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Cowboys @ Seahawks: “Interior pressure has, traditionally, really caused Russell Wilson headaches”

We went to the experts to find out more about the Seattle Seahawks.

NFL: NFC Wild Card-Seattle Seahawks at Dallas Cowboys Jerome Miron-USA TODAY Sports

With the Seattle Seahawks on the docket for the Dallas Cowboys in Week 3, we need some inside info on just how the team from the Pacific Northwest is doing - and how to potentially stop them. For that, we turned to Field Gulls, the best Seahawks site around.

Blogging The Boys: The Seahawks seem to be on board with letting Russ cook. Has the offense really changed, or were the first couple of games more of a reflection of personnel, injuries, scheme and matchups and the Seahawks could go back to their previous tendencies?

Field Gulls: The team does seem to have a more sensible approach this year. Russell Wilson is playing better than ever and in Tyler Lockett and DK Metcalf, has the best 1-2 combination of wide receivers he has ever had. They should be passing more often. There will almost certainly be games with run/pass splits that reflect the rest of the Pete Carroll era but it’s when those runs come that is of interest to me. In 2018, the first year with Brian Schottenheimer as OC, Seattle ran on 1st and 10 65% of the time and on 2nd and 7+ 46% of the time. In 2019, those numbers dropped to 53% and 37%. This year, they’re at 43% and 9%. It will never get to the extreme that the majority of the #LetRussCook crowd wants but a genuine development worth tracking is not about running less necessarily, but being smarter about when they do run. They seem to be doing that.

BTB: How do the injuries to Bruce Irvin and Marquise Blair affect the defense?

FG: Bruce Irvin is so unique and after he left in free agency several years ago, the Seahawks tried and failed to replicate what he does with a few players. He is emblematic of how Pete Carroll describes the defense, “4-3 scheme with 3-4 personnel,” as a standup LB on early downs and someone who rushes on passing downs. Really, his total skillset isn’t replicated on the roster, so it will be on K.J. Wright to slide over to SAM (most likely) and take on those snaps, while rookie fifth-round pick Alton Robinson will get a chance to crack the pass rush rotation to fill it out that way.

Marquise Blair was a big boost to the defense’s play speed and tackling. They were attempting to convert him to nickel with a lot of positive results but without him, they’ll turn to a more natural nickel in Ugo Amadi. The drop off between those two may not be massive, but the real impact could be that without Blair, there is a chance Seattle plays a lot more base defense—as they are focused on the best 11 players rather than matching an offense’s personnel.

BTB: Who are a couple of under-the-radar guys we might not be hearing much about but have been integral to the hot start?

FG: This is an interesting question because honestly, the best performers have been the stars: Wilson, Metcalf, Lockett, Jamal Adams, and Bobby Wagner have all shown up in a major way. Let’s go to a former Longhorn though, in defensive tackle Poona Ford. Seattle’s defensive line has been about as suspect as people expected but the run defense has been solid. Ford, the defense’s 0/1-tech, is a big part of that. He improved a ton between 2018 and ‘19 and the expectation is he takes another step forward this season. He really is a great run defender and his ability to defend laterally and at the point of attack will be crucial vs Ezekiel Elliott.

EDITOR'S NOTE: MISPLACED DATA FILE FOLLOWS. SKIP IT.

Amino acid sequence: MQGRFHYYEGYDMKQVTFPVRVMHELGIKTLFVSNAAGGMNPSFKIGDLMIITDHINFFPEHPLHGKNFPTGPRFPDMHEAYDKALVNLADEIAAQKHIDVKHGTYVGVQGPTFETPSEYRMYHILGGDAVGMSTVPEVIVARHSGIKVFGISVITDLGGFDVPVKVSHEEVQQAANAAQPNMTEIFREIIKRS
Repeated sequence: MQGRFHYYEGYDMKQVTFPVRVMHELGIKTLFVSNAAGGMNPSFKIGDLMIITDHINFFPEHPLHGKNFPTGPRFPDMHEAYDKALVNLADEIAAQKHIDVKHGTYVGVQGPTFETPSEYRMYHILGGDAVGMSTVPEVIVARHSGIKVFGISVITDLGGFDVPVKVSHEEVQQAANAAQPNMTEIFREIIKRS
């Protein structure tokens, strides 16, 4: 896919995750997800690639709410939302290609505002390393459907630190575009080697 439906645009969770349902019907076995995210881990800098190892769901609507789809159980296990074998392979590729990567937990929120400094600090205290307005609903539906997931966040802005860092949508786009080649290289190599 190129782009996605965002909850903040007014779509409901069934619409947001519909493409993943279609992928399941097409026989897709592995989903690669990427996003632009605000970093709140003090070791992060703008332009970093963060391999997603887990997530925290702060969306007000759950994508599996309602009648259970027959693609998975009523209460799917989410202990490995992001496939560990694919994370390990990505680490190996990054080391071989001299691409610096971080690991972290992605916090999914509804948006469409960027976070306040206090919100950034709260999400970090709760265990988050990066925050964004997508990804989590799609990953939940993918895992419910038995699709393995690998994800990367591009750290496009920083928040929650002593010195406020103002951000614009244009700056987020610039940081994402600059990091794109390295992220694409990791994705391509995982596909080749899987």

BTB: If you were a defensive coordinator, how would you scheme a defense to try and contain Russell Wilson?

FG: I would play as light of a box as possible and try like hell to tempt Carroll and Schottenheimer into taking the ball out of Wilson’s hands. Wilson is displaying a level of mastery we haven’t quite seen yet, he is a singular force. Do you bracket Lockett, his go-to in any situation, but leave Metcalf matched up in a 1-on-1? Do you slide coverage over the top to Metcalf’s side and let Lockett find a pocket of space like he does so well? It’s an incredibly difficult passing attack to defend.

I would bring pressure often from a variety of spots. Loop Everson Griffen and Demarcus Lawrence inside from the edge and test the communication and cohesion of a new C-G-T trio on the right side. Interior pressure has, traditionally, really caused Wilson headaches. He is doing a lot better in the face of it this year, but I think that’s really the best option.

BTB: From what you’ve seen of the Cowboys, what problems do they present that are of the most concern for the Seahawks?

FG: After the acquisition of Adams, Seahawks fans began to anticipate a legitimately elite secondary: Adams is rare, Quandre Diggs was a revelation during the second half of last season at free safety, Shaquill Griffin played at an All-Pro level before he got hurt, and Quinton Dunbar was PFF’s second-highest ranked CB (whatever that’s worth). They have not been that so far—their pass defense is 29th in DVOA—but a lot of that is on a toothless pass rush and playing the large majority of Week 2 without Diggs. That being said, the Cowboys’ passing game and trio of receivers scare me. Amari Cooper has given Griffin problems before and elite route runners traditionally feast vs Carroll’s defense, CeeDee Lamb is a matchup problem, and Michael Gallup is as good of a second wide receiver as there is. They’re difficult enough to stick with as is. But compounding the issue is Seattle’s inability to create pressure. Dak Prescott will be able to sit back there and find the open man time and time again.

It’s going to be a shootout. It’s going to be a glorious, frustrating shootout.

Thanks for the knowledge, Field Gulls.

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